Fear and Trembling (Stupeur et tremblements)

Fear and Trembling (Stupeur et tremblements)

A mindboggling view into the heart of Japan, Fear and Trembling includes some of the incongruous hilarity of Sofia Coppola’s Lost in Translation and the monstrous (if ceremonially correct) barbarity of Nagisa Oshima’s Merry Christmas, Mr. Lawrence, but it’s also new and different. It will make you laugh, cringe, learn, and refuse to accept what appears obvious to those on the screen.

As with those two other Western perspectives on Japan, director Alain Corneau’s story is about the comedy and trauma of East-West relations, in this case seen through the epic (and yet deeply personal) struggle of a young Belgian woman to "fit in" with a Tokyo corporation. The film is based on an autobiographical novel by Amelie Nothomb, played in the film by Sylvie Testud.

Amelie was born in Tokyo, daughter of the Belgian ambassador to Japan (although the film doesn’t say this), and lived there until age five when her family returned to Belgium. She considered Japan her real home, maintaining a deeply-felt, romantic attachment to the language and culture of the country.

In her mid-20s, Amelie gets a job as a translator with a giant corporation in Tokyo.The film tells the story of her often incredible life of abuse, humiliation, and (to an outsider) near-insane routines that is the lot of employees in Japan, especially those who are women. Amelie starts doing brilliant multilingual research– in violation, as it turns out, of company procedures, defying a supervisor’s hatred of "odious Western pragmatism." She is relegated to resetting calendars, to serving coffee, to being made to copy the same document over and over again, to months of cleaning restrooms.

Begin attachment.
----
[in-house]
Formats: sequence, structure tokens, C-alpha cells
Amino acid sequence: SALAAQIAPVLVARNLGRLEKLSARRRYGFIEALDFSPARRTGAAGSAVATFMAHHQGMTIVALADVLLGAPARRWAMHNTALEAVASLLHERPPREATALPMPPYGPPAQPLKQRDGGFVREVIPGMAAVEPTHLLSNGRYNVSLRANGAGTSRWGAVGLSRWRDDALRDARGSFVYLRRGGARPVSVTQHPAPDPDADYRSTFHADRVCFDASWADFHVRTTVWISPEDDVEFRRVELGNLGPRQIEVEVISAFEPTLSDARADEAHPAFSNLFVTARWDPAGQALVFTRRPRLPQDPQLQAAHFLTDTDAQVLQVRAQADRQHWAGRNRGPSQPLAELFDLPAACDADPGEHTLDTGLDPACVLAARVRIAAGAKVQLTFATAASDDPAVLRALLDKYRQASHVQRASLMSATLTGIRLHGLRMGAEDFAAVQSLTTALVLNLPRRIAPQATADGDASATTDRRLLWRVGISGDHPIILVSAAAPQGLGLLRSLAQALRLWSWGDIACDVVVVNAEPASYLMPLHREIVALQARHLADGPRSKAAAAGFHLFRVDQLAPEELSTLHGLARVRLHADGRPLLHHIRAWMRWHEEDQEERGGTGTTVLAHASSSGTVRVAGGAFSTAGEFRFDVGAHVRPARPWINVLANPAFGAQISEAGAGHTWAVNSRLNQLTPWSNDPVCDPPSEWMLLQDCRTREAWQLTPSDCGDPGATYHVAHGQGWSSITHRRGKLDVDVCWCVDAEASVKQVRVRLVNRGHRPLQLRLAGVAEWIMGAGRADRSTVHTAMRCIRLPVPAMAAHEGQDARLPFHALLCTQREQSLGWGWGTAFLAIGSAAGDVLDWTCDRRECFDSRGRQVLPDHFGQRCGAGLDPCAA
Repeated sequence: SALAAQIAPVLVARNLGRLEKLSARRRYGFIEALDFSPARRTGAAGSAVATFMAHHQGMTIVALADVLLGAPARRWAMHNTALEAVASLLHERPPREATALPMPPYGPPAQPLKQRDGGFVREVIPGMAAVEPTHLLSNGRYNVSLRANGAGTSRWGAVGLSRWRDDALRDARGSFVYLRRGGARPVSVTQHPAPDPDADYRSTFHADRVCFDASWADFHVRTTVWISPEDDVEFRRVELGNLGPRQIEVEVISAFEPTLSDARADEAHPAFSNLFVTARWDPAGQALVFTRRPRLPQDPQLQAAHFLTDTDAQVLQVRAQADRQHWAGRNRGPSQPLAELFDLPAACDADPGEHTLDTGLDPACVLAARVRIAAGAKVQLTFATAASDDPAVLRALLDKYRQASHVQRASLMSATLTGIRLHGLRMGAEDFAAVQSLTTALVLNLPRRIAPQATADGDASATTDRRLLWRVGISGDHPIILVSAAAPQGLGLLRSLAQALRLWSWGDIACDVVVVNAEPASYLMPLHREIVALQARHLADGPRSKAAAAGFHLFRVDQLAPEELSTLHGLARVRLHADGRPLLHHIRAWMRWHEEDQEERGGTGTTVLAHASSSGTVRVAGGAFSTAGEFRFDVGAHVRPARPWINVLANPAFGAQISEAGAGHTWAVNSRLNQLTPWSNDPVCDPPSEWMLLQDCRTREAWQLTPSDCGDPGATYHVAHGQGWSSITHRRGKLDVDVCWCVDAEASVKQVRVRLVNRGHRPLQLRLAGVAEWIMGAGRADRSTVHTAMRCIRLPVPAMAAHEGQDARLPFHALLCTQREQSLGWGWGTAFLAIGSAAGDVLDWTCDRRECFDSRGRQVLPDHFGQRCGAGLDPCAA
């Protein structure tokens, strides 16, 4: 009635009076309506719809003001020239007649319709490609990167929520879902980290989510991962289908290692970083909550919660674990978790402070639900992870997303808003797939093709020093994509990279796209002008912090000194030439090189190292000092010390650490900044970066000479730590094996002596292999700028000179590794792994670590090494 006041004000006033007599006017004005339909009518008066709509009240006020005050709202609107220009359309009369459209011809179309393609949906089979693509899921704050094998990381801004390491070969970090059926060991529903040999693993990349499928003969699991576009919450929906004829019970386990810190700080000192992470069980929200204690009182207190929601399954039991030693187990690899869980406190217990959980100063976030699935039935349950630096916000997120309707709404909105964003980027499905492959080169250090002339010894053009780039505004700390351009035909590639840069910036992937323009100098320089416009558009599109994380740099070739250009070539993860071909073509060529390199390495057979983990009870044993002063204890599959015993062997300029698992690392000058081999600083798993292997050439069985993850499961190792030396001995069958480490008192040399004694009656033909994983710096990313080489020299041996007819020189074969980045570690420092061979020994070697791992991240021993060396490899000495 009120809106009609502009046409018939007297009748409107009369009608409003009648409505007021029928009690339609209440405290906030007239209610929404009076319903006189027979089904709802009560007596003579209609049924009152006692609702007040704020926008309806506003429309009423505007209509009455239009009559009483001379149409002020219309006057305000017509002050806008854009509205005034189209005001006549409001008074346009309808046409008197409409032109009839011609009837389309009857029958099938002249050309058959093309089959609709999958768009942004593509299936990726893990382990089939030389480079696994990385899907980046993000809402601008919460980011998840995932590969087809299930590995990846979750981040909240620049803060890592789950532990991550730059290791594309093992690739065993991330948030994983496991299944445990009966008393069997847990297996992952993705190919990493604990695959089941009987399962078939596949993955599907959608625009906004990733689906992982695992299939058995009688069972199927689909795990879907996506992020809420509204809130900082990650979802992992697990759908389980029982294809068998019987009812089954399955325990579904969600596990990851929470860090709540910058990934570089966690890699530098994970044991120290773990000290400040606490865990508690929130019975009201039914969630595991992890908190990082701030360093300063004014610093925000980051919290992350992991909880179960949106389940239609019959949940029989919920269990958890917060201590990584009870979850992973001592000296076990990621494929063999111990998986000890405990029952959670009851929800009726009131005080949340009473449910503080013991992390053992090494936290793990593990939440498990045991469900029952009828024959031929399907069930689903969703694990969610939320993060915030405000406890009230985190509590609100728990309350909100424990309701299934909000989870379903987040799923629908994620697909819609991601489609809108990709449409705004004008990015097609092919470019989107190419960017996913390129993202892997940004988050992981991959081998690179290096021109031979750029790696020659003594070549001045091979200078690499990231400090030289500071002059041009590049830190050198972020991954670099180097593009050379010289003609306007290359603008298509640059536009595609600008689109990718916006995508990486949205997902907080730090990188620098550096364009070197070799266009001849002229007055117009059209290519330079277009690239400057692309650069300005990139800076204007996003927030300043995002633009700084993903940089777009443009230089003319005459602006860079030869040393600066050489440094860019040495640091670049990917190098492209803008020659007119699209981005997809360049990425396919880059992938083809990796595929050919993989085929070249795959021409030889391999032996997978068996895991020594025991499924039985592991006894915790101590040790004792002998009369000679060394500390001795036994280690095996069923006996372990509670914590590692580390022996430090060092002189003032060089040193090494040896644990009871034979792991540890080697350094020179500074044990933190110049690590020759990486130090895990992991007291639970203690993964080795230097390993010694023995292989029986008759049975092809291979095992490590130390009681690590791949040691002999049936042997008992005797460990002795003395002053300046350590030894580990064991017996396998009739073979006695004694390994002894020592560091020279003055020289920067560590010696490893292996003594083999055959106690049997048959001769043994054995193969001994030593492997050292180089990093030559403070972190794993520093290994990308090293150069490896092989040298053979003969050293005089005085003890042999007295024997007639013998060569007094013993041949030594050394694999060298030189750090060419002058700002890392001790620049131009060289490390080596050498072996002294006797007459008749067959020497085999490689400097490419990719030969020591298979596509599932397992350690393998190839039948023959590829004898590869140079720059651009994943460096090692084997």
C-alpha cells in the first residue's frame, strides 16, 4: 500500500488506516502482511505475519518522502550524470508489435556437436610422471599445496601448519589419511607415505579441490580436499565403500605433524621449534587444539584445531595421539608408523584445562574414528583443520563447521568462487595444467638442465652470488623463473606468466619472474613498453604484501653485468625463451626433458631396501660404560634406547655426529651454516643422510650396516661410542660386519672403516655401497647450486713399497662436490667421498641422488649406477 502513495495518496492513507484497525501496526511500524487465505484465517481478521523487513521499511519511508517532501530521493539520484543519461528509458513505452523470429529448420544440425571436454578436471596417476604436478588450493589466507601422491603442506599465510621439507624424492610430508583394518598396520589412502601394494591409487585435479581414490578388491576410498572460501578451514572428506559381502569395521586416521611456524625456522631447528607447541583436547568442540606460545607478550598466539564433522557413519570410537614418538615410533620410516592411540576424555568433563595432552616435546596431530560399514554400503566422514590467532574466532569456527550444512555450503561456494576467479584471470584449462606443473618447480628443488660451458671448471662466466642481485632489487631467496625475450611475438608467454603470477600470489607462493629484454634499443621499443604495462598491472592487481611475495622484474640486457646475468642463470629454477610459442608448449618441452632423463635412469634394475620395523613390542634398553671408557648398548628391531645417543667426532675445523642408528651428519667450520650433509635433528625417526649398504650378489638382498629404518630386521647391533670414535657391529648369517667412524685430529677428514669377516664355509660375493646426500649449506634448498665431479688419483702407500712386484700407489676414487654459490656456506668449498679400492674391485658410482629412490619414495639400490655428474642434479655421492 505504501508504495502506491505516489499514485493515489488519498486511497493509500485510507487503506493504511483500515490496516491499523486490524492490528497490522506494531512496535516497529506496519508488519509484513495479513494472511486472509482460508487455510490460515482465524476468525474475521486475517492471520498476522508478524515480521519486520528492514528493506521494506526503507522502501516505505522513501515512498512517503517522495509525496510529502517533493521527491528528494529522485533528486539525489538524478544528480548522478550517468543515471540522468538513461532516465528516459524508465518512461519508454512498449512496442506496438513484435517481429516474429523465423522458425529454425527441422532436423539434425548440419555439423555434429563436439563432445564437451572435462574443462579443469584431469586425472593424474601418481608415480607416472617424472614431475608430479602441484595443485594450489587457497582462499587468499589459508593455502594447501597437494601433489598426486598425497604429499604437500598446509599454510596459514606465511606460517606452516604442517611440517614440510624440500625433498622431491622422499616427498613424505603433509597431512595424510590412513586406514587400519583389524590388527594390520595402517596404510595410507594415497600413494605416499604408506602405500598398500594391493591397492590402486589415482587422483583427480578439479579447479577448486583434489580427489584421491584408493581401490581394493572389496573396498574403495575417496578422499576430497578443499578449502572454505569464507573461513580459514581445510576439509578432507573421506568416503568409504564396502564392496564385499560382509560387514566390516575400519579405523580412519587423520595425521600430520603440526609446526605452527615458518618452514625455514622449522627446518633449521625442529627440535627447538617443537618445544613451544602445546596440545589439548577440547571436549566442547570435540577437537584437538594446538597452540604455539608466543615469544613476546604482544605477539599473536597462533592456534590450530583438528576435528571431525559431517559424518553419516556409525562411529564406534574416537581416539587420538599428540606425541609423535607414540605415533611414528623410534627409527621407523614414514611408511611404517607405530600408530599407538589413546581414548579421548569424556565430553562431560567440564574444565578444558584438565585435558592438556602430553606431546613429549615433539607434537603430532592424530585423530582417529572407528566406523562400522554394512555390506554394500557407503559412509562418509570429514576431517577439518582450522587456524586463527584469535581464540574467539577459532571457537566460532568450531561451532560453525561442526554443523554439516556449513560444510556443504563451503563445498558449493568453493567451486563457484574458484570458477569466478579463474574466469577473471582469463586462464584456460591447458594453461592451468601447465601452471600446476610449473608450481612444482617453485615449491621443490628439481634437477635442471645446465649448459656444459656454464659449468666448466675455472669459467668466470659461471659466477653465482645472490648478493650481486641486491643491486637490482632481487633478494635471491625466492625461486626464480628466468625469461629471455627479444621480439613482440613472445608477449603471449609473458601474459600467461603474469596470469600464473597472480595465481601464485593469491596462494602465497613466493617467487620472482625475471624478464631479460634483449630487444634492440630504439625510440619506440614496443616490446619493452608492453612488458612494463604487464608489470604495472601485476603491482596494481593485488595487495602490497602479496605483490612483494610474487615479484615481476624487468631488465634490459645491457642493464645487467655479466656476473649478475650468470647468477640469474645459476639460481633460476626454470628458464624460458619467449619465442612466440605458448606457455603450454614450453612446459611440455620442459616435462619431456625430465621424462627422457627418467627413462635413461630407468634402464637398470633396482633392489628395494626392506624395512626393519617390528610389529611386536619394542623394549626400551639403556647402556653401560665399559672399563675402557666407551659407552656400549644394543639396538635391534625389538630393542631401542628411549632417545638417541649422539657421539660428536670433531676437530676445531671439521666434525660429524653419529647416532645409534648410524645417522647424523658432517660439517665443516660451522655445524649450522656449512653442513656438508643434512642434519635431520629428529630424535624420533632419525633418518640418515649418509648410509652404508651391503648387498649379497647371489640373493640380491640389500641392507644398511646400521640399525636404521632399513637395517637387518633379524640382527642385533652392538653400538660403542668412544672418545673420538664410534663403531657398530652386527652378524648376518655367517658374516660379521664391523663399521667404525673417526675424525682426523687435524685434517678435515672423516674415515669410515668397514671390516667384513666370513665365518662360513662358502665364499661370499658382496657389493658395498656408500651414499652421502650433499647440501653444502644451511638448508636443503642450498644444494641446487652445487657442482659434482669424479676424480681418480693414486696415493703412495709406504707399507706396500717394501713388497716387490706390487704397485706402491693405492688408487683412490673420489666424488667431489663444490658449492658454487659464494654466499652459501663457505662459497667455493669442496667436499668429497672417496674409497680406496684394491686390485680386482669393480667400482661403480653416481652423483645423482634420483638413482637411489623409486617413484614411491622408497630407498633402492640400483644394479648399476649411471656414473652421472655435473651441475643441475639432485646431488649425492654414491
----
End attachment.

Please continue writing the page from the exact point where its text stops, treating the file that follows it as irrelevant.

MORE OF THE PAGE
Impossible? Well, yes, but it is both "a true story" in fact, and Corneau (Tous les matins du monde, New World) somehow gets the audience a few tentative steps closer to the "Japanese mind." It is, of course, only a partial success, but in the end, there is a fragile, right-brain appreciation of what is "most Japanese" in the film: Amelie’s persistence through it all, to "save face."

At the same time, much of the conflict remains incomprehensible to an outsider, such as a supervisor’s order to Amelie (hired because of language ability) "to forget Japanese" when there are visitors to the office. His explanation: "How could our business partners have any feeling of trust in the presence of white girl who understood their language? From now on you will no longer speak Japanese."

In the large, uniformly excellent Japanese cast, Kaori Tsuji is an amazing physical presence: a 6-foot-tall Japanese woman with a face that’s both icily "perfect" and achingly vulnerable. In her film debut, Tsuji successfully copes with a major role that requires projecting many deep, often conflicting emotions without changing her uniform, constant "correct expression."

– Janos Gereben

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